Tuesday, March 16, 2010

On Marriage and Divorce - Who's Most Important Here?

A few years ago I was having lunch with several fellow employees and the owner of the company. Moments after lunch was served, Owner received a call from his Ex. The school had called to say Daughter was not feeling well. Ex was in the midst of filling an order of gift baskets, and needed Owner to pick Daughter up from school. After a short conversation - snippy and rude at our end - Owner whipped his car keys out of his pocket and asked for a carry out box for his lunch. He then looked at me- the only woman at the table - and said: "Now I ask you, who is more important here; me, the owner of a multi-million dollar company, or Ex, who makes $9.50 an hour filling gift basket orders?"

I knew the answer he wanted to hear. I knew him well enough to know his question was more of a dare than a request for advice. I knew an honest answer would cost me, and I knew no answer at all would probably cost the same. I chose not to answer. Just looked at him. Perhaps raised my eyebrows a bit. He never spoke to me again, and I was "laid off" a few weeks later.

I know it wasn't just my answer - or lack thereof -that cost me my job, but it sure didn't help. I wish now I had just told him the answer. It's very simple: Who is most important in the scenario? The daughter. The daughter. The daughter!

The issues that confuse most couples - or ex-couples - are these:

During a marriage, the most important in the relationship, other than God, of course, are the husband and wife. During and after a divorce, the most important people are the children.

Children, in-laws, family, pets, hair appointments - all come second to husband and wife. A relationship is not static. We change, our needs change, our attitudes change, our interests change, we mature - or not, we are needy - or not. Because neither we nor our relationship are static we must consider the marriage and each other as most important. Always. The relationship/marriage/husband and wife is the project of most interest, focus and importance. If this works and the marriage thrives and grows - everything else will work - or at least be endured.

During and after a divorce - when the marriage is determined to be non-repairable- the focus must change to the children. This is a subject that would take days or months to cover properly. In short, though, the importance of caring for the needs of the children/step children/adopted children, by not using them as pawns, not pitting them against one Ex or the other, not ignoring their needs, not burdening them with problems, keeping them properly informed, and letting them know they are most important in decisions is where all the energy of the parents should be expended.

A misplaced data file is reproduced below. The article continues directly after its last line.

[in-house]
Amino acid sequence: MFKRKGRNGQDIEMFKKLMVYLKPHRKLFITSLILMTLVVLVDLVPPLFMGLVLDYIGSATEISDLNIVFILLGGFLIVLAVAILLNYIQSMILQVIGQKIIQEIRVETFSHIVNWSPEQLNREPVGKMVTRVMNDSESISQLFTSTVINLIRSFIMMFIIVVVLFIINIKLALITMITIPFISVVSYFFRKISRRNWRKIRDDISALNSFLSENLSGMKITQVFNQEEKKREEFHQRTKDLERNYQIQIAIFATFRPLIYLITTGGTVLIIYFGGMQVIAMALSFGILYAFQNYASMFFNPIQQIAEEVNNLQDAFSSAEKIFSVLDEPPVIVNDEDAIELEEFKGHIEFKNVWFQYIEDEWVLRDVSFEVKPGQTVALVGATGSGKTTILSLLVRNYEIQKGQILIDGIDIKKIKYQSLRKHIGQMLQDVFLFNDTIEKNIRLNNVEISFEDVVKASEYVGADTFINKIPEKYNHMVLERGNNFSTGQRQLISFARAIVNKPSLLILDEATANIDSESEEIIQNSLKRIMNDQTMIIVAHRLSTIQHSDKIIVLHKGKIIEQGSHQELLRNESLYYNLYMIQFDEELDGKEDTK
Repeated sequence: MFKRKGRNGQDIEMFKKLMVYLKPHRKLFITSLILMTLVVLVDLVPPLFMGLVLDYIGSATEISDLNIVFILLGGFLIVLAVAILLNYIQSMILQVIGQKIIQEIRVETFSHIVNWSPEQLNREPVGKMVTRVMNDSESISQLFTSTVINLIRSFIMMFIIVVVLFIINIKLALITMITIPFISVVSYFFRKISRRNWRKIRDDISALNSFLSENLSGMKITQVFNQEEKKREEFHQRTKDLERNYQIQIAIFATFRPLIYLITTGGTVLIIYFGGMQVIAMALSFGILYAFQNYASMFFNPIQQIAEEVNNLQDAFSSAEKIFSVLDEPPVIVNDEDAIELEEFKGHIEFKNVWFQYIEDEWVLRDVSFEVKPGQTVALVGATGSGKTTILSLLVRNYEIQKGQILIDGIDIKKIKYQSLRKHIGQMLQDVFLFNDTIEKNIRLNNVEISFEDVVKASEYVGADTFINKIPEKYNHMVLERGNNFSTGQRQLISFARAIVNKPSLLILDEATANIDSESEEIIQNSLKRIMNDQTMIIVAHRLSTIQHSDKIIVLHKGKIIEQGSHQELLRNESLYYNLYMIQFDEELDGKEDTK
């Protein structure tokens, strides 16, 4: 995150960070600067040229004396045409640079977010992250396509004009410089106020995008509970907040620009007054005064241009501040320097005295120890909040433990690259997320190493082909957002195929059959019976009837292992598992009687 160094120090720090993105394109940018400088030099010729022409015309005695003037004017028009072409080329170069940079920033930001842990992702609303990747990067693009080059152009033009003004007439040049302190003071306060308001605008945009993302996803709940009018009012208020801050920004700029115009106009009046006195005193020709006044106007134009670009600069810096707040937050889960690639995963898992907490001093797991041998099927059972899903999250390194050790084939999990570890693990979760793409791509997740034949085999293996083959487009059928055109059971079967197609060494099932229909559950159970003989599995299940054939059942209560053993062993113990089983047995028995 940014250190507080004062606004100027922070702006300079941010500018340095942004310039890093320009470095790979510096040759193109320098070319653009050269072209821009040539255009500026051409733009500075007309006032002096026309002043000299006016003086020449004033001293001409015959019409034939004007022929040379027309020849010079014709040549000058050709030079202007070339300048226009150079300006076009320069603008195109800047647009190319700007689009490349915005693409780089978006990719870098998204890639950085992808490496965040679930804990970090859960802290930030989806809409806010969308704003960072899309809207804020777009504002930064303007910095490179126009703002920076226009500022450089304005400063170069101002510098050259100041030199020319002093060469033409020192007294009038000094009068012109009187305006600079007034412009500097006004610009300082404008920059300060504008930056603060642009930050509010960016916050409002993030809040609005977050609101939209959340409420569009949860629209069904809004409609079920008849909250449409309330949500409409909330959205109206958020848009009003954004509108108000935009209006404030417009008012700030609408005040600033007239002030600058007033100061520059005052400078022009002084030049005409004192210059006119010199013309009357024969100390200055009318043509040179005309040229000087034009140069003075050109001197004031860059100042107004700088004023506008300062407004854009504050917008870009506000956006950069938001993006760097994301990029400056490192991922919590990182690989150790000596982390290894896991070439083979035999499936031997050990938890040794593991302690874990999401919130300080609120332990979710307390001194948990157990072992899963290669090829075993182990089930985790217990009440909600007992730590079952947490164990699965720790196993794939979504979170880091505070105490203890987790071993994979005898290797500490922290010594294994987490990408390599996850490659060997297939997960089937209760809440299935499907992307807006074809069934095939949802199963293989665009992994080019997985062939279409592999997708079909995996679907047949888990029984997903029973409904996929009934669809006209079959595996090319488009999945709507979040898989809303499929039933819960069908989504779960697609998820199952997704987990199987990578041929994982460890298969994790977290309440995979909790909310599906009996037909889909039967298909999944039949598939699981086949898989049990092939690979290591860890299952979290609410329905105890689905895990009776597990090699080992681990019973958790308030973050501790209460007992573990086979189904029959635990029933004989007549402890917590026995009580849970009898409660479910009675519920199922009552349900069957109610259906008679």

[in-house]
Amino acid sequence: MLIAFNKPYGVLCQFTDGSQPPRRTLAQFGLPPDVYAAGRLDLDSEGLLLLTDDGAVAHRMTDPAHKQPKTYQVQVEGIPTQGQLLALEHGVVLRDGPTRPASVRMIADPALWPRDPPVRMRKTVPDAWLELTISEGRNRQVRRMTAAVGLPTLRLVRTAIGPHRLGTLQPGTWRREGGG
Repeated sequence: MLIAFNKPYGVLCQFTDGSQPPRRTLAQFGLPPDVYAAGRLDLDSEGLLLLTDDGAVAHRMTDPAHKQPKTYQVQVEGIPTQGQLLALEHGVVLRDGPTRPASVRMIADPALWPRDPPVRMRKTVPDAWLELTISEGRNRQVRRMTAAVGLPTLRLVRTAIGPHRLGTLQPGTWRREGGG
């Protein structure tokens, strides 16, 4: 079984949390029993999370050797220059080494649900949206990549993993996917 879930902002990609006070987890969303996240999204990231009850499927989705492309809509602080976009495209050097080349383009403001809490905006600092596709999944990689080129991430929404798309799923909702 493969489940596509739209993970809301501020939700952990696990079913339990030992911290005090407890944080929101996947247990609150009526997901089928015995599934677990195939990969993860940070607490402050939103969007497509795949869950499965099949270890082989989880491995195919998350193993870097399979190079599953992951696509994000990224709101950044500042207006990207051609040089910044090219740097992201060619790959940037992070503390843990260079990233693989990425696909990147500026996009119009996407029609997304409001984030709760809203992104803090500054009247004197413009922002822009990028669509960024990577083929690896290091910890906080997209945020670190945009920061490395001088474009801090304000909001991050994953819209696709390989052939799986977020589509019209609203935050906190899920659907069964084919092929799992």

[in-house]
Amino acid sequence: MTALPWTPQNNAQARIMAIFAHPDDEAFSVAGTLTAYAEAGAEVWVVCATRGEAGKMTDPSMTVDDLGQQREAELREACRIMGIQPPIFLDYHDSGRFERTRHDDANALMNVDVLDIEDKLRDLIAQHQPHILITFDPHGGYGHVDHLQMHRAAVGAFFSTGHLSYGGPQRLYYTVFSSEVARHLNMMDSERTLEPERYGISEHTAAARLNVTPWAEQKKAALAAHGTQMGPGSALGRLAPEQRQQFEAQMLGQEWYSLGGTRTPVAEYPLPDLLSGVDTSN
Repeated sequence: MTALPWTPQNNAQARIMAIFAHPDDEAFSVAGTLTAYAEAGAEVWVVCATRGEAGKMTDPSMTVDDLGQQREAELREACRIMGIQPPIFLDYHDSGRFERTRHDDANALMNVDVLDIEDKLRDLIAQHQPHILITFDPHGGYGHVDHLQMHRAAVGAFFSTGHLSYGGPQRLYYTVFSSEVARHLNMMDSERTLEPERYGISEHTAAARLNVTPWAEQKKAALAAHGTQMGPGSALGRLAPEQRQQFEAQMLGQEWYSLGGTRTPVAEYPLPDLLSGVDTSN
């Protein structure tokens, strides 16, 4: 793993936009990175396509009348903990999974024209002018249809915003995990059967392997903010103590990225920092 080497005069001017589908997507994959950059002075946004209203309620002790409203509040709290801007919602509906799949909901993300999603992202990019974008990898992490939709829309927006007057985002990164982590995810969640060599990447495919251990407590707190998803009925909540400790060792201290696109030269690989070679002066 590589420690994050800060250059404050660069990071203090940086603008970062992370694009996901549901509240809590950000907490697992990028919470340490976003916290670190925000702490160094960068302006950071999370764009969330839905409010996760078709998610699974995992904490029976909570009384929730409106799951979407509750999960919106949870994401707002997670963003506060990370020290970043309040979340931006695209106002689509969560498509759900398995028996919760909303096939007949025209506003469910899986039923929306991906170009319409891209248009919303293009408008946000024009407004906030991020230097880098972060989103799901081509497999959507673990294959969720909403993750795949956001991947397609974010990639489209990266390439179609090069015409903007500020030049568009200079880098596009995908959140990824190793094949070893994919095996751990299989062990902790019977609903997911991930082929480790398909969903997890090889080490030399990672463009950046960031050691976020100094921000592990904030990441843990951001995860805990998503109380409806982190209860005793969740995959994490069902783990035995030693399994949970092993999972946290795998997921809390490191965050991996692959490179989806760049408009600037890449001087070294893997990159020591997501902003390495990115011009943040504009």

This focus will resolve many other points of argument in the divorce: who gets the house, who gets the Corvette, who gets the every-day dishes. Look at these questions with the children in mind. The answers are easy. What is best for the children. House? Check. Corvette? Not so much. Everyday dishes? Of course.

If there are no children, have at it. If there are children, step away from yourselves and give them the focus they deserve. A bonus here is you will keep the respect of your family and friends. You will serve as a good example to others. You will be doing the right thing.


Adrienne said...

this one caught my eye...very close friends of ours are going through a divorce as a result of infidelity. it has rocked our world, literally. however, throughout the process, my husband and i have sort of had our own marriage counseling... the single most important thing we both agree on and that you stated in your blog as well is that each of us is number one. i am his number one and he is mine... everything else follows. thanks for your very articulate and important message!

MuseSwings said...

Thank you for your comment, Adrienne! Being each other's #1 purposefully makes for a wonderful and enduring relationship!

steviewren said...

Great post Muse. Having been through a divorce I'd like to add my two cents.

In my opinion, children should be the focus when divorce is first contemplated as well. Children grow up and if the parents/couple is still not getting along then they should feel free to part ways, but give the children the chance to have a carefree childhood first. (this is if there is no physical abuse or infidelity) Like you stated marriages are static and what is unacceptable today may not seem so bad with time and distance.

Once the divorce has taken place no matter how hard a couple tries to shield the child, his life is irrevocably changed. He will never spend holidays or other special occasions with both his parents again.

Divorce is just plain sad.

MuseSwings said...

Excellent point, Stevie! I appreciate your input so much on the most difficult of problems - focusing on children when contemplating the divorce. This requires more maturity than many of us can ever hope to have, but finding it during such a difficult time is so necessary.

JamaGenie said...

It's easy to see how your former boss became an Ex in the first place. I'd venture the child he was so put out to pick up from school was much more mature than he was, or will ever be. My sympathies that remaining silent and not pointing out the obvious cost you your job. On the other hand, had Owner not owned the company, I doubt his track record as an *employee* would've been anything to brag about. (: